When I was a kid, I had a book of Western art history. I used to pour over the pages looking at the various painting from the 15th century to modern art, and it fascinated me. My mother asked me my favorite piece, and I always said it was Broadway Boogie Woogie by Piet Mondrian, pictured below.
I'm very sure I wouldn't claim it as my favorite painting now (not that I could name a favorite right this second), but it's always held a special place in my heart.
It is however, made of squares! And what's better for quilting? So I decided I wanted to recreate it in quilt form.
The debate in my mind then becomes, should I try and recreate this exactly with fabric instead of paint, or use the template of the painting and use quilting methods to make it art in a quilt form?
When it's phrased like that, it should be obvious that I am aiming for the latter. HOWEVER, this project so far has been an exercise in frustration! The first quilt was easy! Someone else figured out the yardage, the pattern, how to cut, how much to do, but in this project I'm on my own, which has lead to a lot of swearing on my part. I'm building a template matching the original proportions in illustrator, and using that and a grid to figure out how to put it together but it's been frustration and long process.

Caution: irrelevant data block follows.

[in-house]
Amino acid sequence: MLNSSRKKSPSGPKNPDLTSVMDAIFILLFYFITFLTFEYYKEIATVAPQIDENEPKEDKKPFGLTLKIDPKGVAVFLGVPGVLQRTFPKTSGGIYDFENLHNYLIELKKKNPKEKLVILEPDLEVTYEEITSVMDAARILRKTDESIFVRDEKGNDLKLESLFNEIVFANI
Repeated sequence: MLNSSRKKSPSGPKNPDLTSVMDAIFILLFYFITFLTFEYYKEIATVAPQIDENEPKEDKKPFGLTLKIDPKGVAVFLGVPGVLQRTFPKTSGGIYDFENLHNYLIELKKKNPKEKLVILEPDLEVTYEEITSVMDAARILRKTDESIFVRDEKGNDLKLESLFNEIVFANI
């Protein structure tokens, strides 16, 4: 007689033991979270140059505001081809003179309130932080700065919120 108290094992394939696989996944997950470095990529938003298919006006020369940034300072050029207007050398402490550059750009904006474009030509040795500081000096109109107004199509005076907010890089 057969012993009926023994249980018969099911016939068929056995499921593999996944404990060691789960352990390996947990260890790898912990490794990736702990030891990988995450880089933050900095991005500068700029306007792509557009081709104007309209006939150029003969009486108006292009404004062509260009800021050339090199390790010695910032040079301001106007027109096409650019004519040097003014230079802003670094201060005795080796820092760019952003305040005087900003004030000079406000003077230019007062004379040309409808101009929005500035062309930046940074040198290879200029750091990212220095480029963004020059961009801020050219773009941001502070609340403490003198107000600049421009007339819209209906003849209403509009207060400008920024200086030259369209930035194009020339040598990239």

I had originally thought to make the squares into 9-patches of solid color, unlike the one below. I figured that would add to the quilt like quality.
The scale of the project makes that difficult. The nine patch above would have a finished size of 3x3. The squares in my quilt would be 1x1, and I just can't wrap my mind around that. It's sort of hard to see, but the squares on the nine-patch are made up of three strips sewn together. It's my compromise between a pure copy and a quilted touch.
Sewing together all the strips (at 1.5 inch width when all three pieces are sew together), and making the illustrator guide have been really time consuming.
Each of the strips took a day.
I've also been focusing a lot more on matching the seams, as it's a really geometric design, and the iron has seen a lot more use.
Here is two more days of work, mostly due to my own miscalculations, and a computer crash. I've sworn more in genuine frustration doing this project than any other time in my life! The rest of the row I'm working on should go pretty quickly, as there are larger white spaces, and I pre-cut 1 inch finished size squares.
A lot of quilters name their quilts, so the tentative title for this one is BBW, which unfortunately is also an acronym women sometimes put in dating ads meaning Big Beautiful Woman. I'll keep thinking about it.